Our history books are mistaken. The first book Gutenberg printed with his moveable type was not, in fact, the Bible. Rather, it was a 28-page Latin primer on the art of writing and delivering speeches. The second book was a copy of his wife’s recipe collection, grouped according to the spices used in each dish. The third book he printed, and the one that found him fame and glory, was the Bible. It wasn’t his fault that it took three tries before he won himself recognition. The Bible had always been more popular than his wife’s cooking.
I, Bartolomeo Sacchi, author of the first mass-produced cookbook, was there. Well, not exactly there. I was in Italy at the time. It was 1450, a hot year by all accounts, and the vineyards suffered a bit. In Germany they had a dry summer followed by a severe winter, and Johann nearly lost his wife to a traveling minstrel.
Johann’s printing press made a splash in an international way, and I was quick to broadcast its significance in my own writing and at the pubs. I wanted to be published, to have something my offspring could remember me by, and I knew that Johann was my man. I dashed off a letter to him. We agreed that he would retain copyrights if I could earn future royalties. Taking his wife as my inspiration (she had forsaken the minstrel’s song for my humorous orations), I decided to write a cookbook. I visited the Gutenbergs in Germany, but Johann and I had a falling out over his wife and her cooking. I made off with the recipes and left him with his goose cooked and her steaming mad.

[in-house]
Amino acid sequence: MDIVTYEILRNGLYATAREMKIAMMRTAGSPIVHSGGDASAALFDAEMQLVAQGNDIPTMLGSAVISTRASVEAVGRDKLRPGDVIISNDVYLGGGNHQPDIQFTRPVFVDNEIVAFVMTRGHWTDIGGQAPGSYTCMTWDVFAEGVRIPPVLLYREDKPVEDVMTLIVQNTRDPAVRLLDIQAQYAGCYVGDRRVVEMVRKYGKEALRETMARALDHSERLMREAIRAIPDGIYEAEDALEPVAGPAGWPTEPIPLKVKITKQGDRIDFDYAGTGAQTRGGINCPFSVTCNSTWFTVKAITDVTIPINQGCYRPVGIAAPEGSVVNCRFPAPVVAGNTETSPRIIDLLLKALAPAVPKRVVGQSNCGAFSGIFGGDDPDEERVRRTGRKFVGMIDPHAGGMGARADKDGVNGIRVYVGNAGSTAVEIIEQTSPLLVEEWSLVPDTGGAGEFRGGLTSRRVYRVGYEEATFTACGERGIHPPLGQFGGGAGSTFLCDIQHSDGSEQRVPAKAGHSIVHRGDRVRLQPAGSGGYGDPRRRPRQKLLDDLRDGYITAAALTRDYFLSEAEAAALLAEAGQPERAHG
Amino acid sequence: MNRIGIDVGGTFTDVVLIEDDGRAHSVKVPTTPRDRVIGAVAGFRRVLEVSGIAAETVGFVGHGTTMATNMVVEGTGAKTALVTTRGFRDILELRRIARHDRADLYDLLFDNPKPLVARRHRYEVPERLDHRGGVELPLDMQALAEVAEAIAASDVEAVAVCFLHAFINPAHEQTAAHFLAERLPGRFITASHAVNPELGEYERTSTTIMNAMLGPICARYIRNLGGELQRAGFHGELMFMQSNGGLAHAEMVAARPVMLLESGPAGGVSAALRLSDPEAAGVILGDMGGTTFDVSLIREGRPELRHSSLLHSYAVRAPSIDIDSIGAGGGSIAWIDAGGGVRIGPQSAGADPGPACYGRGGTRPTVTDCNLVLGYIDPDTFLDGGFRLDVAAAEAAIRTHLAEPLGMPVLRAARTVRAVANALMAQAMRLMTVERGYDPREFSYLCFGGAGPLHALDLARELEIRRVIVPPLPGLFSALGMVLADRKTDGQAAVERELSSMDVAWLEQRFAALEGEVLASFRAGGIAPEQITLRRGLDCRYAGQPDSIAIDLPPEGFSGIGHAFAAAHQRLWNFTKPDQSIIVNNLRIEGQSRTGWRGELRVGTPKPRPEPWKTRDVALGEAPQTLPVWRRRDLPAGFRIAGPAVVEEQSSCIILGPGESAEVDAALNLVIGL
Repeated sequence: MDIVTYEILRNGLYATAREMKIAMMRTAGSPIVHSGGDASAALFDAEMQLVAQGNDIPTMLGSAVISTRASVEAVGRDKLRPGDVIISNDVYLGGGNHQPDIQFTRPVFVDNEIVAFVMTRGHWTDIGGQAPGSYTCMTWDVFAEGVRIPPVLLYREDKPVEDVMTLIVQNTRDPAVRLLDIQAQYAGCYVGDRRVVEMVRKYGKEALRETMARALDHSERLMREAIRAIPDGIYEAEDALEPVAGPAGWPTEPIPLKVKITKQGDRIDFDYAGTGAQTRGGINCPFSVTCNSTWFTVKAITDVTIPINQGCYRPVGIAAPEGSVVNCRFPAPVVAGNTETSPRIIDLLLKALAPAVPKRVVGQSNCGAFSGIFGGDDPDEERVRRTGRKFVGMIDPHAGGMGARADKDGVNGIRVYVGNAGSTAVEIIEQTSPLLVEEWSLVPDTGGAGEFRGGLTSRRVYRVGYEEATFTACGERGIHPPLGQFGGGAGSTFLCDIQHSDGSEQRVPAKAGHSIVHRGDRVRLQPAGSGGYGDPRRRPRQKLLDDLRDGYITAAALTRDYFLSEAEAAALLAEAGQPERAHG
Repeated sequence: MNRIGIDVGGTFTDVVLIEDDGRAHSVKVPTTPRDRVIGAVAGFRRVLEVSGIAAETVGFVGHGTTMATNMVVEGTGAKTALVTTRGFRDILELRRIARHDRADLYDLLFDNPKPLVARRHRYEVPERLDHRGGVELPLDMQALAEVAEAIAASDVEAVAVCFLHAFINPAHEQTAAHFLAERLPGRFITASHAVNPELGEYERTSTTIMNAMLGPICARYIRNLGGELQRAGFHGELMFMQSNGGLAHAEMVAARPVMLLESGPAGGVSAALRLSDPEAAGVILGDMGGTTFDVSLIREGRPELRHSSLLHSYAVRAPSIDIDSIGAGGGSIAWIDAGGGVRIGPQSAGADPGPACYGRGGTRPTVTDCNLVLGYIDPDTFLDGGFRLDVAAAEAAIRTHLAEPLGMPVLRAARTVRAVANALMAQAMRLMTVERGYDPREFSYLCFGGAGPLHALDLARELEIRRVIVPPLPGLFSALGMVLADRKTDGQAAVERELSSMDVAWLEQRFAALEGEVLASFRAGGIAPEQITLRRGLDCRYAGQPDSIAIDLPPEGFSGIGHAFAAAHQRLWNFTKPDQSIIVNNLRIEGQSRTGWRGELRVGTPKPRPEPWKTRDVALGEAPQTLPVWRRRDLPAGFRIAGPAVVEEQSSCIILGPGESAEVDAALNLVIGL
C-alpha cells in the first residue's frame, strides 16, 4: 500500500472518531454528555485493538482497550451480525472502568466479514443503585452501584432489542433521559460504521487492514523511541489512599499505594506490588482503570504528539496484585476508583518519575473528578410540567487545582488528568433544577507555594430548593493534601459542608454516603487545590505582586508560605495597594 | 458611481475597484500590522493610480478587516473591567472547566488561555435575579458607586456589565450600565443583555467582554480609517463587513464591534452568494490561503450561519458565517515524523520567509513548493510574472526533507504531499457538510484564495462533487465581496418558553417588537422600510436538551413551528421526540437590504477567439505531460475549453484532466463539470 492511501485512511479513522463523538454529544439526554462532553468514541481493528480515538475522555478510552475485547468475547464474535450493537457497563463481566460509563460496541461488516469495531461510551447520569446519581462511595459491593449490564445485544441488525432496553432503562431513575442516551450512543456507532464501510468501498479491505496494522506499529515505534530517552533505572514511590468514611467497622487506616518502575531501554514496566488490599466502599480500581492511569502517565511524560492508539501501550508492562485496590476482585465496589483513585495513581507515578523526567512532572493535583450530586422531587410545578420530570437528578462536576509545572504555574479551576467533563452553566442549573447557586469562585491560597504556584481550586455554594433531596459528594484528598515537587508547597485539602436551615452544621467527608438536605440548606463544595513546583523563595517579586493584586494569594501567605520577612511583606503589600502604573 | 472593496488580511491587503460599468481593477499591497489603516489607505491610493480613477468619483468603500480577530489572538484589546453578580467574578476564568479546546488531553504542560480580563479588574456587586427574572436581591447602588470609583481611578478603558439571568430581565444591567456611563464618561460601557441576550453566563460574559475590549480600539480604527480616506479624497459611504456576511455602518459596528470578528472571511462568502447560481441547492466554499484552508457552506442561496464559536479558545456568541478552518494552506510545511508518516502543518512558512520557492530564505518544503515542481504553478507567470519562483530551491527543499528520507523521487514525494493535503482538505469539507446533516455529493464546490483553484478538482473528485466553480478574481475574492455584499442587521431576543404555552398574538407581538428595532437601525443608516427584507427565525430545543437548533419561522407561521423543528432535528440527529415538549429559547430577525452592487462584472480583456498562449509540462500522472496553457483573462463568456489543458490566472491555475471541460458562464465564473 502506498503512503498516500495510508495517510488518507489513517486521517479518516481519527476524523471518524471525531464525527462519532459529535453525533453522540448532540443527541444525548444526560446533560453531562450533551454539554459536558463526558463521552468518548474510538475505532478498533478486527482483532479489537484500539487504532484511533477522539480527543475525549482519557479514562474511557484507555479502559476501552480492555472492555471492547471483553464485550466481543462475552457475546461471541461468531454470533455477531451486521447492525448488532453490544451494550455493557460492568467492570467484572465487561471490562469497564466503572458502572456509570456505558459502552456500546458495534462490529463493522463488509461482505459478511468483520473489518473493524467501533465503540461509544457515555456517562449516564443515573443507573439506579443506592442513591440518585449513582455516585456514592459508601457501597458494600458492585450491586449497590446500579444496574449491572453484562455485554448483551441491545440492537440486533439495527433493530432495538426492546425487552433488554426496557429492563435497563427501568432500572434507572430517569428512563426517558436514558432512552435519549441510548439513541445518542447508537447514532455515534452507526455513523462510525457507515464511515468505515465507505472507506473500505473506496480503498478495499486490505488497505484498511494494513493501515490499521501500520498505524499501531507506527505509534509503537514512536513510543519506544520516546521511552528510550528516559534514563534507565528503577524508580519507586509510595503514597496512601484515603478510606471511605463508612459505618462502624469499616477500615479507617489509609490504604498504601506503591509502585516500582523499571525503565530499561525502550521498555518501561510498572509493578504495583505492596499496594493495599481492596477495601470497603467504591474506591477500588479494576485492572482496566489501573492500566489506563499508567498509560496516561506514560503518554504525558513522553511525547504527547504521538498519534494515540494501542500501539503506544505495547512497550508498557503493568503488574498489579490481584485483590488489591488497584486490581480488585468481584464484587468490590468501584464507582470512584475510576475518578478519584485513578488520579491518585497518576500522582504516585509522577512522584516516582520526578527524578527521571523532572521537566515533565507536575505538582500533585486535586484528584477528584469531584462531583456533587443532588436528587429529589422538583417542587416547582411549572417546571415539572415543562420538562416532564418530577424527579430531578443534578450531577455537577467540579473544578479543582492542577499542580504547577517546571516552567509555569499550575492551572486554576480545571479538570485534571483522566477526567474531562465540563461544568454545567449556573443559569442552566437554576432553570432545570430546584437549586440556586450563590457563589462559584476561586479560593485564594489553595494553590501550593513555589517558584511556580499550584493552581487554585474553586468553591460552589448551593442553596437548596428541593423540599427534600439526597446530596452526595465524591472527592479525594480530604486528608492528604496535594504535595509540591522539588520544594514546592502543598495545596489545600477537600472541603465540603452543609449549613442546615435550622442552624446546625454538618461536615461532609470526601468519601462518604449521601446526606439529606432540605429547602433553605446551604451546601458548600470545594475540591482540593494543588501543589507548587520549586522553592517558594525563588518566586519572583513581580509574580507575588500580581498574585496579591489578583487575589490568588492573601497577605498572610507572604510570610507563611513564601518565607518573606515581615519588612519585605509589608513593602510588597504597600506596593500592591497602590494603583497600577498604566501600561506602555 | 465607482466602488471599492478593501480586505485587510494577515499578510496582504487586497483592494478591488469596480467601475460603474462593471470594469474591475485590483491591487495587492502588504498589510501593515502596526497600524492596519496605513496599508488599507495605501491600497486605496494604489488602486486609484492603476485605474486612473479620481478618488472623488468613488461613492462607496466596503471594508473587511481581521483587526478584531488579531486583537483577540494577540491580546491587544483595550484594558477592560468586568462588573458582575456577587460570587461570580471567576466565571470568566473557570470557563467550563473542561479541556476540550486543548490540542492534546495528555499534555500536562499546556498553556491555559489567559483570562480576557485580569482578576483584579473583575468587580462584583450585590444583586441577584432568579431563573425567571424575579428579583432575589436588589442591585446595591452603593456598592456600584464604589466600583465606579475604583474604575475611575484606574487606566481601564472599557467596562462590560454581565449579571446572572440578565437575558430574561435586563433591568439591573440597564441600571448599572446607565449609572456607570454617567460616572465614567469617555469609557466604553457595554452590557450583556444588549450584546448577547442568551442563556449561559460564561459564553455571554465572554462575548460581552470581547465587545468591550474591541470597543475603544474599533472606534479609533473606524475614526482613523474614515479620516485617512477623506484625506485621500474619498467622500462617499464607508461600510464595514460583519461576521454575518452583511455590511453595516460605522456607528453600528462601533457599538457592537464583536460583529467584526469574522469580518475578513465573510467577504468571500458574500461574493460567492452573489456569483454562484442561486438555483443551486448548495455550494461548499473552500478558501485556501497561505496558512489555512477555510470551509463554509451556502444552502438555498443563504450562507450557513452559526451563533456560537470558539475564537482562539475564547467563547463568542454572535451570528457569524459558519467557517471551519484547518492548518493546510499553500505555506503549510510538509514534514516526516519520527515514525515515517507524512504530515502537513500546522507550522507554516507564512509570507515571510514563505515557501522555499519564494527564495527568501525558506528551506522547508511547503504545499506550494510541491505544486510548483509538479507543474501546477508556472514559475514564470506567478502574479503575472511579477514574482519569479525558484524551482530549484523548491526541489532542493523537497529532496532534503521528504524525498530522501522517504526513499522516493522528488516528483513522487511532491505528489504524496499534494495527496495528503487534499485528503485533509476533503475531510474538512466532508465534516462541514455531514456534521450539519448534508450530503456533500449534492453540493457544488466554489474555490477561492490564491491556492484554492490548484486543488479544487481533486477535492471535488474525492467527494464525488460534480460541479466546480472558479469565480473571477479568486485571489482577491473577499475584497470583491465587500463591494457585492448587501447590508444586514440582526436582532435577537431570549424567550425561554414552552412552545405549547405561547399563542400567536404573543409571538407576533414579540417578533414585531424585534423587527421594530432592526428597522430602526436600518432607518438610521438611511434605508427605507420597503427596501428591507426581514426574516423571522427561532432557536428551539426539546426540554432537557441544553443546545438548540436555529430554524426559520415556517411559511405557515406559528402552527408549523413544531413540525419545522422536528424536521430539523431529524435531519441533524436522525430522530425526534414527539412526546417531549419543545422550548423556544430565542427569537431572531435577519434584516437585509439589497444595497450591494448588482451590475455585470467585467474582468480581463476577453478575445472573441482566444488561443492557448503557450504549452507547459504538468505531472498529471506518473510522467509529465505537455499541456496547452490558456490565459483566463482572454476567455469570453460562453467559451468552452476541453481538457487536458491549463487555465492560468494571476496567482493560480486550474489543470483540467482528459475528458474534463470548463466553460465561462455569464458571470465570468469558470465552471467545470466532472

I published my cookbook in Rome and titled it De honesta voluptate. Having been named to the scholarly College of Abbreviators, I had long ago shortened my own appellation from Bartolomeo Sacchi to Platina. It was almost like “plat” in French or “plate” in English, neither of which meant much to my Italian compatriots. A prophet is never welcomed in his hometown. I meant more to the French than I did to the Romans or the Manchuans, with whom I spent much of my time. (Their women were always hankering for a tragic hero to fill their otherwise dry days.) My cookbook inspired the Gauls to produce their own cookbooks. The first French cooking guide was published in 1486 and called Le Viandier. I still regret not having learned French well, for I have never been able to read Le Viandier. In school, I studied only Gutenberg’s German dialect, which did, I admit, allow me to study a broad or two.
I should tell you something of myself before we go on about the cookbooks and oddities of early cuisine. I was born near Cremona, Italy in 1421, the son of my mother and father, and a fine son at that. I was a soldier until my side could no longer soldier on, and then I joined the opposite forces. My patron, who helped me to find work in Rome, was Cardinal Francesco Gonzaga, called Gonzo for short. He had an unusually large nose and a fondness for pet chickens. I learned the fine art of origami during the papacy of Pius II and produced many paper bulls, briefs, and boxers. Briefly imprisoned during the papacy of Paul II, I was freed later and began writing Lives of the Popes, which eventually led to my appointment as the first librarian of the New Vatican Library in June of 1475. Those were heady times for me.